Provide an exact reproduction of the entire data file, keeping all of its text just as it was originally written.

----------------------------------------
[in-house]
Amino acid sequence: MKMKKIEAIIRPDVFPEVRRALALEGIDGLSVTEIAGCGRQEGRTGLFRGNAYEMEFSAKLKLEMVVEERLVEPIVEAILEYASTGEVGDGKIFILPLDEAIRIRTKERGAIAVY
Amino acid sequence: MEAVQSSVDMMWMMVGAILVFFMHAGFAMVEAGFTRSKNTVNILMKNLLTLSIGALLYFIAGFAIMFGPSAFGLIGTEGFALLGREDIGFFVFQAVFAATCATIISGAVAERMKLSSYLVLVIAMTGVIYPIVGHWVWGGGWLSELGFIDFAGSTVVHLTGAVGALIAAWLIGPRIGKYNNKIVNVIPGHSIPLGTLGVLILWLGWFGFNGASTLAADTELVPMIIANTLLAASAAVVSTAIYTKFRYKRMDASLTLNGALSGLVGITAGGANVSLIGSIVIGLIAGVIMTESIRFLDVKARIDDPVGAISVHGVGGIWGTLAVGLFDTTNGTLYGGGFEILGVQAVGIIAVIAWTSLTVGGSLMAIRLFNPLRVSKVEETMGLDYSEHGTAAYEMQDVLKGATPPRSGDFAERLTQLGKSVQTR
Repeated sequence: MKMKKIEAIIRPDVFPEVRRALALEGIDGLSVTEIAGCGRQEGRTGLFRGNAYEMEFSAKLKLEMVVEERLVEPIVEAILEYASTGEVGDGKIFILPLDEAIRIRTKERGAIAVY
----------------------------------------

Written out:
[in-house]
Amino acid sequence: MKMKKIEAIIRPDVFPEVRRALALEGIDGLSVTEIAGCGRQEGRTGLFRGNAYEMEFSAKLKLEMVVEERLVEPIVEAILEYASTGEVGDGKIFILPLDEAIRIRTKERGAIAVY
Amino acid sequence: MEAVQSSVDMMWMMVGAILVFFMHAGFAMVEAGFTRSKNTVNILMKNLLTLSIGALLYFIAGFAIMFGPSAFGLIGTEGFALLGREDIGFFVFQAVFAATCATIISGAVAERMKLSSYLVLVIAMTGVIYPIVGHWVWGGGWLSELGFIDFAGSTVVHLTGAVGALIAAWLIGPRIGKYNNKIVNVIPGHSIPLGTLGVLILWLGWFGFNGASTLAADTELVPMIIANTLLAASAAVVSTAIYTKFRYKRMDASLTLNGALSGLVGITAGGANVSLIGSIVIGLIAGVIMTESIRFLDVKARIDDPVGAISVHGVGGIWGTLAVGLFDTTNGTLYGGGFEILGVQAVGIIAVIAWTSLTVGGSLMAIRLFNPLRVSKVEETMGLDYSEHGTAAYEMQDVLKGATPPRSGDFAERLTQLGKSVQTR
Repeated sequence: MKMKKIEAIIRPDVFPEVRRALALEGIDGLSVTEIAGCGRQEGRTGLFRGNAYEMEFSAKLKLEMVVEERLVEPIVEAILEYASTGEVGDGKIFILPLDEAIRIRTKERGAIAVY